It was left in a corner to be junked, but Guy Griffiths, the father of vintage racing everywhere, talked the factory into selling it to him
By 1960, Jaguar had won the world’s most prestigious race, the 24 Hours of Le Mans, five times-twice with its original competition-tailored C-type and three times with the tail-finned D-type. At that juncture, company head Sir William Lyons decreed that it was time for this sporting pedigree to benefit production with an all-new semi-monocoque design, which was to emerge in 1961 as the E-type.
One prototype for this model-the “missing link” between D-type and E-type-was “E2A,” a fuel-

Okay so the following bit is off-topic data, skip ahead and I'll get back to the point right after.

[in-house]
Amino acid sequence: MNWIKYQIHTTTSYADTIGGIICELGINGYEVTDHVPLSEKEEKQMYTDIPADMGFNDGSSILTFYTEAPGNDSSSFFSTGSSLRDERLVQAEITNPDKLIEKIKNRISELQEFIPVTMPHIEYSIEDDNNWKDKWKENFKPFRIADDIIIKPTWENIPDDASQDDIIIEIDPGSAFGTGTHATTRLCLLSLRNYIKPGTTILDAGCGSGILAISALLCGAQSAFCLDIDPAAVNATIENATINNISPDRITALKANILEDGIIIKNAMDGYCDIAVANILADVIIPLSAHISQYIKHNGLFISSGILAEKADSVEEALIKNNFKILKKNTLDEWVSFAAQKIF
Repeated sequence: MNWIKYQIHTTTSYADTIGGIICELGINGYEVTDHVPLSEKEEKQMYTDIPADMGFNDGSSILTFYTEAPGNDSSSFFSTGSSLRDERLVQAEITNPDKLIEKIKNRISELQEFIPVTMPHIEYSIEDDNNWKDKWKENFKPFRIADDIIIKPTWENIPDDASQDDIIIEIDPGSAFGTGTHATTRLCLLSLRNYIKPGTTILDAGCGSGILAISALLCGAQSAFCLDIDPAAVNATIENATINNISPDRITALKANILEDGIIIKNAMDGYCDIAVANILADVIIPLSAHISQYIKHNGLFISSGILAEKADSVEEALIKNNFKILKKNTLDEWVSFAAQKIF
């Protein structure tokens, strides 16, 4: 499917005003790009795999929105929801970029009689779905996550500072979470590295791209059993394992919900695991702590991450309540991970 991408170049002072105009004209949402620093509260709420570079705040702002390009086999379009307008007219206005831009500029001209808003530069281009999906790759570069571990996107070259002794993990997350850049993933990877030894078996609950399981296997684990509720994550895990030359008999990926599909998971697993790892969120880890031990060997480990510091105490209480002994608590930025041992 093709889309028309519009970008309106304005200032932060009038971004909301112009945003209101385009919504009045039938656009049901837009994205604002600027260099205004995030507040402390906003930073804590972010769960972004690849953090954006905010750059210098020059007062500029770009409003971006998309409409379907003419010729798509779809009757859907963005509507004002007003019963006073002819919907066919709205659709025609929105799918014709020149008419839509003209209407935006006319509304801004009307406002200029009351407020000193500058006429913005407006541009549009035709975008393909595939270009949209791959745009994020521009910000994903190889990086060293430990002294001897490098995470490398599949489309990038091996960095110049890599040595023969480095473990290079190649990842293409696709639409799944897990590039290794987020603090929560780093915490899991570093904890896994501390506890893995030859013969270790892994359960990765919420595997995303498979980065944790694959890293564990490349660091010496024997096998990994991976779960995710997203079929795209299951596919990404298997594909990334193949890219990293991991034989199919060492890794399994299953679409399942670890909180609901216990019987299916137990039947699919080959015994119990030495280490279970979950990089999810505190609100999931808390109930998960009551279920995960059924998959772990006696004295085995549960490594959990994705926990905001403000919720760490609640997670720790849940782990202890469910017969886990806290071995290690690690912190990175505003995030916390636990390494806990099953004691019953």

injected 3-liter sports racing two-seater that was to be raced by American sportsman Briggs Cunningham’s team at Le Mans in 1960. The new “E2A” was to test several features of the forthcoming E-type, not least its independent rear suspension system in place of the live-axle of both the C- and D-type designs. Visually, the new car’s contemporary tail-finned rear bodywork recalled the charismatic D-type, while its handsomely proportioned one-piece forward bodywork presaged the E-type.
The Jaguar experimental department at Brown’s Lane, Coventry, completed the Jaguar E2A Le Mans Sports Racer in February 1960, and it was powered by an aluminum-block, fuel-injected, 3-liter, 6-cylinder engine. It was subsequently finished for the Cunningham team in its American racing colors, white overall with two parallel centerline stripes in dark blue.